A new variant of the coronavirus first identified in South Africa is more contagious than earlier versions, experts said on Tuesday, but there is no evidence that it is more deadly.
The new variant is 50 percent more contagious, said epidemiologist Professor Salim Abdool Karim, co-chair of the South African health ministry's scientific committee from Johannesburg.
"There is no evidence the new COVID variant is more severe than the original variant," he added.
The experts drew their conclusions about the variant—now the dominant strain in South Africa—from an analysis of data collected from the main infection clusters across the country.
With more than 1.3 million people infected, South Africa has recorded more cases than any other country on the continent and has also suffered more deaths, with 37,105 registered.
The second wave of the virus has stretched South Africa's health system to its limits.
Dr Waasila Jassat, another member of the expert panel, said that even though admissions were up, the death rate from the virus in hospitals had not changed from the first wave of the virus.
It was the discovery by South African experts of the new variant—known as 510Y.V2—that convinced the authorities to introduce new restrictions in December to slow its spread.
"The world has underestimated this virus," said another panel member, virologist Professor Alex Sigal, adding that it was evolving and adapting to humans.
This developed as Norway said Monday no link had been established between Pfizer-BioNTech's Covid-19 vaccine and post-vaccination deaths in the country, but recommended doctors consider the overall health of the frailest before giving them the jab.
Since the start of Norway's vaccination campaign at the end of December, the country has registered 33 deaths among elderly people who have received their first dose, according to public health authorities.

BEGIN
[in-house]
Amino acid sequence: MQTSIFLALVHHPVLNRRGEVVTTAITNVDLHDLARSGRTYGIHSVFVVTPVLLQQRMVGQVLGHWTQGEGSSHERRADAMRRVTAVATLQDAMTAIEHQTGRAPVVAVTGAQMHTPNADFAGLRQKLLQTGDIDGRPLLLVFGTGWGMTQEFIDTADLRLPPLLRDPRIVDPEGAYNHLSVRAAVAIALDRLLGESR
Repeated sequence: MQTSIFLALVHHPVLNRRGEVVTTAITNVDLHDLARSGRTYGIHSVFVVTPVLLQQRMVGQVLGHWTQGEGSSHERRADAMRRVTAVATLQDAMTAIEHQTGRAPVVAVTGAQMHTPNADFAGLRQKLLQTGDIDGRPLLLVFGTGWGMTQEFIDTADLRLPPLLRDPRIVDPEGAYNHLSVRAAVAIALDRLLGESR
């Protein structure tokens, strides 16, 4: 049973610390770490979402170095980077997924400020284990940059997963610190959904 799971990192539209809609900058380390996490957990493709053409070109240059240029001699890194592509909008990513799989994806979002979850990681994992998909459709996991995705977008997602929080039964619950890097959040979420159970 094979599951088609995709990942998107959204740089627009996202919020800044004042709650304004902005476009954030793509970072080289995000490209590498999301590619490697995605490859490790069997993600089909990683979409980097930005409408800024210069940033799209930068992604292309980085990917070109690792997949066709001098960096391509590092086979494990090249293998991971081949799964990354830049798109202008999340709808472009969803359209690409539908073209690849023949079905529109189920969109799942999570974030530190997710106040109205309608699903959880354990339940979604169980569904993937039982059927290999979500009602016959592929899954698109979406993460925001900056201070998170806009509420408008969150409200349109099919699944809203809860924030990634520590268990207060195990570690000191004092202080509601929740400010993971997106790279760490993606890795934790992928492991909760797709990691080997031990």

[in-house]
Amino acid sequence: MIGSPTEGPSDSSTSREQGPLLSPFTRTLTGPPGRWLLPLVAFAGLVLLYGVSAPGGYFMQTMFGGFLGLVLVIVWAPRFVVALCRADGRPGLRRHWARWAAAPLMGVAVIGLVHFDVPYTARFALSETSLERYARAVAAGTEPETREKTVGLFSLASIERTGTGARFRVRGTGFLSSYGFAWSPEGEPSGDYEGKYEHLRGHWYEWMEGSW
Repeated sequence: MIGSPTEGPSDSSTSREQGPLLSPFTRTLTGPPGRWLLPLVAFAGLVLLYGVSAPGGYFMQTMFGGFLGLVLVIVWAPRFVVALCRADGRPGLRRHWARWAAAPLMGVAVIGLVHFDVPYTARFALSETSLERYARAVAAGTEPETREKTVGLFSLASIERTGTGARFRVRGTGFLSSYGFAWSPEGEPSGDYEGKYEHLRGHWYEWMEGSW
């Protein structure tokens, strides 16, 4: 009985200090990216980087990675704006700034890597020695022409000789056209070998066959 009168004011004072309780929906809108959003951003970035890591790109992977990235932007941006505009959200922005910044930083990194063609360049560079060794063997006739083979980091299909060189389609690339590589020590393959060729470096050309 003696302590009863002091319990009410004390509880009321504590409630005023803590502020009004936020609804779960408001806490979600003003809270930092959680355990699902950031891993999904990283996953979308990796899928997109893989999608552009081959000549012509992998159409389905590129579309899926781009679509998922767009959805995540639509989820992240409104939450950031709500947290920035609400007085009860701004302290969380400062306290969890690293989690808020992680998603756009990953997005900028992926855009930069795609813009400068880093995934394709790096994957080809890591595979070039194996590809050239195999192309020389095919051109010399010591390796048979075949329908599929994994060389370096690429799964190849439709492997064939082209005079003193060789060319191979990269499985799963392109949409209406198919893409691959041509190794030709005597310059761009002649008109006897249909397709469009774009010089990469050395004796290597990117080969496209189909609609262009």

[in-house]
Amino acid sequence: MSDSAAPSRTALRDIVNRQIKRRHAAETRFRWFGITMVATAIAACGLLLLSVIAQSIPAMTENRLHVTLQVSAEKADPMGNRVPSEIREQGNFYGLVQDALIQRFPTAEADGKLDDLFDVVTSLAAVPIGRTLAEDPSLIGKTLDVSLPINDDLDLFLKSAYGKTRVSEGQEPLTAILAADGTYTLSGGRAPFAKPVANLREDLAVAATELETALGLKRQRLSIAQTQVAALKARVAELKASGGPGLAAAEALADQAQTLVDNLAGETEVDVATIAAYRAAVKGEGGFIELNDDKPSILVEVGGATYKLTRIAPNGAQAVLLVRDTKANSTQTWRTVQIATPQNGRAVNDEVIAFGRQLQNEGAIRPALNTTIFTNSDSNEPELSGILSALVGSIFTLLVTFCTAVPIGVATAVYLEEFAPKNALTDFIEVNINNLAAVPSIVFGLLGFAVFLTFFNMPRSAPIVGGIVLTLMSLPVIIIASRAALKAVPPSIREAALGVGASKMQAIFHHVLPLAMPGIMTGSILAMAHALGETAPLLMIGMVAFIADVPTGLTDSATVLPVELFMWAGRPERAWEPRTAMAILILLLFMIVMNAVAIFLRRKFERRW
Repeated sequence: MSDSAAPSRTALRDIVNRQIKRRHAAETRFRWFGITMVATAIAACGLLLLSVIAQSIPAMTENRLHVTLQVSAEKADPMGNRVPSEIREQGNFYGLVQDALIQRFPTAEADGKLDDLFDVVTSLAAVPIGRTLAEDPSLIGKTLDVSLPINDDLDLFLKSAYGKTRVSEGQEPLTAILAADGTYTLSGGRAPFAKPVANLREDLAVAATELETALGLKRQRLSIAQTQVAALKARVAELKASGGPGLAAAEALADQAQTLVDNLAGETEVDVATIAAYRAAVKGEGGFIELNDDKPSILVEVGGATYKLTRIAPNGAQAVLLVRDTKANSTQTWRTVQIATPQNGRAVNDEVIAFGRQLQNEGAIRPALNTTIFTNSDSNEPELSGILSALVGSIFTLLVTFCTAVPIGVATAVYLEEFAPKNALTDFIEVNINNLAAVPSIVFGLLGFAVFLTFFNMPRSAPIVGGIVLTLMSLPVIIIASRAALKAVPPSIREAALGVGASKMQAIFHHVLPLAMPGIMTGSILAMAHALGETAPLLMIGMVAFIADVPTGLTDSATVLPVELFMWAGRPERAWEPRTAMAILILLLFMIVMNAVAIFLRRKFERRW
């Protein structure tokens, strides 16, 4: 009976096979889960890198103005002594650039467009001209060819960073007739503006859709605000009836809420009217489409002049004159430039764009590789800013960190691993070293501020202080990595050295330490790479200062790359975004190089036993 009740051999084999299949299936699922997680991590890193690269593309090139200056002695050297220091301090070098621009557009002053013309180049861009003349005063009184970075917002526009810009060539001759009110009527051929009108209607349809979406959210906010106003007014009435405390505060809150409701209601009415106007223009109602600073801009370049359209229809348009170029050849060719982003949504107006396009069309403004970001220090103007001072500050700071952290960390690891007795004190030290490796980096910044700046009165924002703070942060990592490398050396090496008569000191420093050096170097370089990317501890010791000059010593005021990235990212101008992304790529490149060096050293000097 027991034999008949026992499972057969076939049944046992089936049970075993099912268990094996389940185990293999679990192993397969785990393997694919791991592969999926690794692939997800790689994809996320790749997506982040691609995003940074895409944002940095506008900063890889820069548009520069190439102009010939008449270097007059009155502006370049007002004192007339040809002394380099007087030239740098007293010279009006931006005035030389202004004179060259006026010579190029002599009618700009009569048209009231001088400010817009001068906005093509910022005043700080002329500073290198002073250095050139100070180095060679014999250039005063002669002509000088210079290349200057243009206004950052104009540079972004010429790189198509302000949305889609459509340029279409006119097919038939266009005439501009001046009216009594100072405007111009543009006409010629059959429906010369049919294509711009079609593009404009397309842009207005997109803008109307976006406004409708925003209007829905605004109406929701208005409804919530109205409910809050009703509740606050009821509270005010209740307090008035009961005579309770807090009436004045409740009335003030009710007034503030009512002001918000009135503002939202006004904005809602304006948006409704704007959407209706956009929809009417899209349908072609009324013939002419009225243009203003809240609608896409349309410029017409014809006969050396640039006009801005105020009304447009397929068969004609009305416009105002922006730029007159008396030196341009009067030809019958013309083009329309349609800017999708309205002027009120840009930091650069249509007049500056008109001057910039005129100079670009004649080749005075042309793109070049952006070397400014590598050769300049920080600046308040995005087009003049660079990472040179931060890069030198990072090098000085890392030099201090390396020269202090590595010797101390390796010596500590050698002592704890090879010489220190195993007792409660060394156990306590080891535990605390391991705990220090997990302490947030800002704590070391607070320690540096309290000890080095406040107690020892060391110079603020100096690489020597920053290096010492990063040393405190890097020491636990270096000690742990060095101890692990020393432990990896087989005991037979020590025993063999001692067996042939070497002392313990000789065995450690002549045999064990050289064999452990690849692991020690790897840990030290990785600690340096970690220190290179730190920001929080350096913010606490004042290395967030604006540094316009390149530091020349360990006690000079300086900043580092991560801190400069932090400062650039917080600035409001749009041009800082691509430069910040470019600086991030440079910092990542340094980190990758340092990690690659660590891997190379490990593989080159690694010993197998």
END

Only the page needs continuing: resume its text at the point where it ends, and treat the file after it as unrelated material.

Of the 13 cases analysed in detail so far, "they are people of advanced age, are frail and have serious illnesses, all of them," the director of the Norwegian Institute of Public Health Camilla Stoltenberg told reporters.
"When it comes to causes there hasn't been any analysis done yet," she added.
"It is important to remember that on average about 45 people die every day at nursing homes in Norway, so it's not given that this represents any excess mortality or that they are related to the vaccines," Stoltenberg said.
Meanwhile, the Philippine Food and Drug Administration is eyeing an advisory on the use of the Pfizer-BioNTech's COVID-19 vaccine following the deaths in Norway.
The Philippines earlier granted emergency use authorization to Pfizer, which will remain but there might be a "revision and advisory" against its use on "very old and very frail" individuals, FDA director general Eric Domingo told ABS-CBN's Teleradyo.
"It seems what happened in Norway was that people of advanced age and those who were very frail were vaccinated. Some were terminally ill. They were in a nursing home,” he said.
Norway has stressed that doctors should individually consider whether patients who are frail or terminally ill should receive the vaccine, as is also recommended in some other countries.
"It's not impossible that some of those who have gotten the vaccine are so frail that maybe you should have reconsidered and not given them the vaccine, because they are so sick that they might have become worse from the normal side effects as the body reacts and builds up immunity," Stoltenberg said.
The Norwegian Medicines Agency said last week that normal side effects from messenger RNA vaccines, such as fever and nausea, "may have contributed to a fatal outcome in some frail patients."
A number of countries, including Norway's neighbors Denmark, Finland, Iceland and Sweden, have reported post-vaccination deaths but no direct links to the vaccine have been established.
Pfizer and BioNTech told AFP on Monday they were "working with the Norwegian Medicines Agency to gather all the relevant information".
They recalled that Norway's vaccination campaign started with the elderly living in care homes, "most of whom are very elderly with underlying medical conditions and some of which are terminally ill."